Part 1 of this Case Preview (“Background and Appeal”) is available here.


At the time of the Court of Appeal decision it seemed unlikely that the Supreme Court would grant permission to appeal as the relevant principles of law seemed well settled and the issue to be essentially, fact dependent (see, for example, my Case Comment at the time). The Court of Appeal proceeded on the basis of well-established principles and found that the judge had applied the right test and reached a conclusion he was entitled to reach on the facts.

However, the fact that permission has been granted – and is to be heard by a 7 judge panel – suggests that the Supreme Court believes that an important issue of principle is at stake. The issue identified in the Court’s case summary is in general terms:

“Whether the Court of Appeal erred in its interpretation and application of the approach to be taken in balancing the privacy rights of a person arrested but not charged with a crime against the right of the press to report open court proceedings following the Supreme Court’s decision in [A v BBC]”

There is considerable common ground between the parties to the appeal: the claimant accepts the importance of the principle of open justice, the defendants accept that, in some circumstances, the Article 8 rights of individuals will require derogations from open justice. It might be thought (and this is, in essence, the defendants’ argument) that this is simply a “balancing” of rights case – a fact sensitive issue which was a matter for the judge.

Furthermore, it also seems to be common ground that the fact that a person is suspected of an offence is a “private” matter which should not, in the absence of “public interest” justification be disclosed to the public. This not contested before the judge ([2013] EWHC 3177 (QB) [68]) and is not the subject of argument on the appeal.

What then are the issues of general importance at stake?  Two possible, overlapping, points can perhaps be identified.

First, there is the impact on the balancing exercise of the presumption of innocence. It is firmly established in previous case law (see CoA, [34]) that in considering the impact of the publication of the fact of an investigation or arrest, the court is entitled to proceed on the basis that that the public generally understand the presumption of innocence and are able to distinguish between suspicion and guilt.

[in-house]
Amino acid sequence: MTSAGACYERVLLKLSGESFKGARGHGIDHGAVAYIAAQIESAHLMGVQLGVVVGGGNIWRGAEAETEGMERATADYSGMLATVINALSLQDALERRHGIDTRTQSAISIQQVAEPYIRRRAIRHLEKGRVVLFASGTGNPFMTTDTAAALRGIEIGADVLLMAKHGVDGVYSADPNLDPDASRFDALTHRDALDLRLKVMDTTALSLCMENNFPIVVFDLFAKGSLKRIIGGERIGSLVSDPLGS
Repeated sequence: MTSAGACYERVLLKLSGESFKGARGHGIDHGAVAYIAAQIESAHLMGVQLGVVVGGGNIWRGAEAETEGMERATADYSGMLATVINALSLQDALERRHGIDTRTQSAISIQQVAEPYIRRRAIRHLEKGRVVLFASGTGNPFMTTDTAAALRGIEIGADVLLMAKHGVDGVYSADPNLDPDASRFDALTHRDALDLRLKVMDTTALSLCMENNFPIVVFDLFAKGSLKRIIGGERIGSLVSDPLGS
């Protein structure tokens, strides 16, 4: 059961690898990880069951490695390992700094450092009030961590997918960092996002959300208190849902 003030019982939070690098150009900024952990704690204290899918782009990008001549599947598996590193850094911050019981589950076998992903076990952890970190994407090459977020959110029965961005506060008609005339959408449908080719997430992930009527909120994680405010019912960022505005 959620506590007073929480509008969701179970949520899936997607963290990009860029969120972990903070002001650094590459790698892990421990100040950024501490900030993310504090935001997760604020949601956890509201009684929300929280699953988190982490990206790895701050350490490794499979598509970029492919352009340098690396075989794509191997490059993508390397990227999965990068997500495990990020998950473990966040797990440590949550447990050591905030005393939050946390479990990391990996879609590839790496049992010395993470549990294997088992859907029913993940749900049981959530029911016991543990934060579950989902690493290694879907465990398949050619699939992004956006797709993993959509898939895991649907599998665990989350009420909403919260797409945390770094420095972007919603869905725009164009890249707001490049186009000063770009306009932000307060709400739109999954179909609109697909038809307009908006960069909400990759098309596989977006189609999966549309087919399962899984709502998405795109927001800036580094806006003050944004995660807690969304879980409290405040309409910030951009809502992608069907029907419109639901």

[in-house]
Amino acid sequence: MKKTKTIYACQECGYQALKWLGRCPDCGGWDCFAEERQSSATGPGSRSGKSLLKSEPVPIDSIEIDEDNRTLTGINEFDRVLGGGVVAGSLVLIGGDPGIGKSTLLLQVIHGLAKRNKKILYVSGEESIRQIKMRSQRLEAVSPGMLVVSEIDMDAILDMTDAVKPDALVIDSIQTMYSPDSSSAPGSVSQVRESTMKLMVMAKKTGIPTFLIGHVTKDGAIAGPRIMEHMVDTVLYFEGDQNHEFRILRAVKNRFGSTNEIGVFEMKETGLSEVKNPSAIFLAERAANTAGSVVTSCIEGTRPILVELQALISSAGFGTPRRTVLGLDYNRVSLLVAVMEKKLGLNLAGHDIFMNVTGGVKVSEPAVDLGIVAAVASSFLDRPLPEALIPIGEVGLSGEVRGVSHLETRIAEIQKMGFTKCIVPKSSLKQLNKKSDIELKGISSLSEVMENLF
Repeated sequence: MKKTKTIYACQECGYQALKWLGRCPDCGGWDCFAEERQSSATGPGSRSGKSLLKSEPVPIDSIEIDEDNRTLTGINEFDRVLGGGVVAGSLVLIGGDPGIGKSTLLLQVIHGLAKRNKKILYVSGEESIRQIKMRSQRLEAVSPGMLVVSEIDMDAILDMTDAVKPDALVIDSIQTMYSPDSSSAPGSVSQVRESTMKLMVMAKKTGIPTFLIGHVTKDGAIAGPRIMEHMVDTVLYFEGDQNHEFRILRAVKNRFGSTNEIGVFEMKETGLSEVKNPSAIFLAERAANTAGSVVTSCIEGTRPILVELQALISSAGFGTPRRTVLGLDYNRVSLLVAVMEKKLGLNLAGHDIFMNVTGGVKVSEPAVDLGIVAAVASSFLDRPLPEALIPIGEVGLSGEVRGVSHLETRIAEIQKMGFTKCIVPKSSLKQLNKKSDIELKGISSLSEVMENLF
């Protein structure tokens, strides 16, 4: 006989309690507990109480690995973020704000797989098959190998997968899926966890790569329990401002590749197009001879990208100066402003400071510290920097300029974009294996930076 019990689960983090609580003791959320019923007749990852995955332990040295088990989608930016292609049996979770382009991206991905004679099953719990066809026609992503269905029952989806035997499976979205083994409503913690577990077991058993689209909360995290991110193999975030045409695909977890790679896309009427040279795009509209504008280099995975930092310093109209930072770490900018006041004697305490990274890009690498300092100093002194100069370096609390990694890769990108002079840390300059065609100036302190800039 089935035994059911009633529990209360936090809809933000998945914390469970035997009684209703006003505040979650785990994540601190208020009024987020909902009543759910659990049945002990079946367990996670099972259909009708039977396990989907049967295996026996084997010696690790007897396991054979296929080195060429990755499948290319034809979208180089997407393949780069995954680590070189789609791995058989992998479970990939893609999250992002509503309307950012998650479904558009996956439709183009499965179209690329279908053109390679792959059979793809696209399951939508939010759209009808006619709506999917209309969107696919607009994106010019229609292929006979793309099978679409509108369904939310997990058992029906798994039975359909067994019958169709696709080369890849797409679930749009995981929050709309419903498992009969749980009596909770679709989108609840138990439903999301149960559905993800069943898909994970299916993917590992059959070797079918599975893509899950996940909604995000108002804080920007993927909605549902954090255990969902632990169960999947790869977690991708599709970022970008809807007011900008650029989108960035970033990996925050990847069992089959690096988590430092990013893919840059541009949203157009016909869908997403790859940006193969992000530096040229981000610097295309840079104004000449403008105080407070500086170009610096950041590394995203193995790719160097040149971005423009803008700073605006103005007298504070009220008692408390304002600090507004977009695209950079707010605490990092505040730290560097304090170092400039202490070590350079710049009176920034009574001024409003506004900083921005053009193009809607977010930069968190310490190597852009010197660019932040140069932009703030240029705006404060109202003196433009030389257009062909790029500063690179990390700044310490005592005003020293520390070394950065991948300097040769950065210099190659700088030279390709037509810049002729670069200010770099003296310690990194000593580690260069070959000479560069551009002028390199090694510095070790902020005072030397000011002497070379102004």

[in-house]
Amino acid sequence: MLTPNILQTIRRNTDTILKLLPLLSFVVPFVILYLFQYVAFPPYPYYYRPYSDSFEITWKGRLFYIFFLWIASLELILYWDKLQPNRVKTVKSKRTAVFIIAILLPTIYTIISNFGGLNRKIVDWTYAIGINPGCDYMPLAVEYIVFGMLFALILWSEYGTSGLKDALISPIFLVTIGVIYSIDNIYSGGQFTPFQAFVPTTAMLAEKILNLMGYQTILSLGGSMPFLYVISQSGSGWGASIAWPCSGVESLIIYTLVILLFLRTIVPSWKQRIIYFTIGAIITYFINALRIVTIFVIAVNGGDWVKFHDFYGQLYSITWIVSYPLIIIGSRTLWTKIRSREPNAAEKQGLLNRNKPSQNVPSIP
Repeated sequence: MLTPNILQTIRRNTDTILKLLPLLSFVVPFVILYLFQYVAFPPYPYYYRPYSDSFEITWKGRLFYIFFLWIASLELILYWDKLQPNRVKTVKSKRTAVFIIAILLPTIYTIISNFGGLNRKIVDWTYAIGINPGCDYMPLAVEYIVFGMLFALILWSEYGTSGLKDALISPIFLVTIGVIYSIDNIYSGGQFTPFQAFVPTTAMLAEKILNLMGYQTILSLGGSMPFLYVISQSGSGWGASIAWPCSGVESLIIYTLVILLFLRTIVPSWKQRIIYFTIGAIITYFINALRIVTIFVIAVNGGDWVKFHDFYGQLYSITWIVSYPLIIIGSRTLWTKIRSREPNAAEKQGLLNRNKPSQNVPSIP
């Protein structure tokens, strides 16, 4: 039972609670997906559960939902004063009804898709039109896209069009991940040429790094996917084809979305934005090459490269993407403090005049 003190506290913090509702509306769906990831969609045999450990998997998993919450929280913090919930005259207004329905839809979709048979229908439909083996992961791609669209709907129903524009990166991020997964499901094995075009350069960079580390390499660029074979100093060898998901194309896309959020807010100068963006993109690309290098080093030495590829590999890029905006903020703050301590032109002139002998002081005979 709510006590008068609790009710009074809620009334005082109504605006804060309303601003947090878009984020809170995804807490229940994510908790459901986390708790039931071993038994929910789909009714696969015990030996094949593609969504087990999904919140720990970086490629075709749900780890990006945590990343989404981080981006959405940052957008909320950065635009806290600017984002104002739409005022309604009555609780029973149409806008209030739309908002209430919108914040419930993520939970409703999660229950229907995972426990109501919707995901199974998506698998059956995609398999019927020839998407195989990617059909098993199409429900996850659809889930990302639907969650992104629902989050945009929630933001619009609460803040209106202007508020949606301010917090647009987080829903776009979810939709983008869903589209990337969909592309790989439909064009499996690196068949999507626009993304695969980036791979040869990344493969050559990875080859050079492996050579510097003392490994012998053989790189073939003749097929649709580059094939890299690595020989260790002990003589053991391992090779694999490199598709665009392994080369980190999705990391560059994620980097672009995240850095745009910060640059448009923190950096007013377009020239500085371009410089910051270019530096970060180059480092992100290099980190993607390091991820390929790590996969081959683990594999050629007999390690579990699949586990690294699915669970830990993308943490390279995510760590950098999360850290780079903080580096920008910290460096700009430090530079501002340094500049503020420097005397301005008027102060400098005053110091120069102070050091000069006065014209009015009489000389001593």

This approach is not based on any evidence as to public attitudes or understanding and seems, at first sight, very unrealistic. The contrary approach – that most members of the public would take the view that there was “no smoke without fire” – seems rather more plausible. The current approach seems to involve a kind of “double counting” – it is taken because of the importance of the open justice principle but it then counts against Article 8 arguments of the claimant when the balancing exercise is carried out.

If the more realistic approach is taken then the claimant’s Article 8 rights are correspondingly stronger. If readers do not give the claimant the benefit of the presumption of innocence but read a report of his arrest as suggesting guilt then it could be argued that some specific public interest beyond the general importance of open justice would be needed to justify disclosing his identity.

Second, there is the question of the extent to which, when balancing the rights involved, the purposes of the “open justice principle” should be taken into account. The conventional view is that there is very strong public interest in open justice itself: regardless of the nature of the information being reported. It might, however, be argued that this approach does not involve a proper balancing of rights.

The purposes of the open justice principle were authoritatively set out by Lord Woolf MR in R v. Legal Aid Board ex p. Kaim Todner [1998] EWCA Civ 958, [1999] QB 966:

“it is so important not to forget why proceedings are required to be subjected to the full glare of a public hearing. It is necessary because the public nature of proceedings deters inappropriate behaviour on the part of the court. It also maintains the public’s confidence in the administration of justice. It enables the public to know that justice is being administered impartially. It can result in evidence becoming available which would not become available if the proceedings were conducted behind closed doors or with one or more of the parties’ or witnesses’ identity concealed. It makes uninformed and inaccurate comment about the proceedings less likely.” [14]

It could be argued that, when balancing rights, the Court should assess the contribution of a particular piece of information to advancing those purposes. Thus, for example, it might be argued that the fact that a person (who was not on trial) was suspected of an offence but never charged was a piece of information which makes very little contribution to the maintenance of public confidence in the administration of justice.

The claimant seeks to persuade the Supreme Court to look at the purpose of the open justice principle when deciding what weight it should be given in the circumstances of a particular case.

The case is an interesting and difficult one which is likely to produce a definitive restatement of the principles which apply when a party is seeking to derogate from the principles of open justice.

Originally posted on Inforrm’s Blog here. Reposted with kind permission.

Part 1 of this Case Preview (“Background and Appeal”) is available here.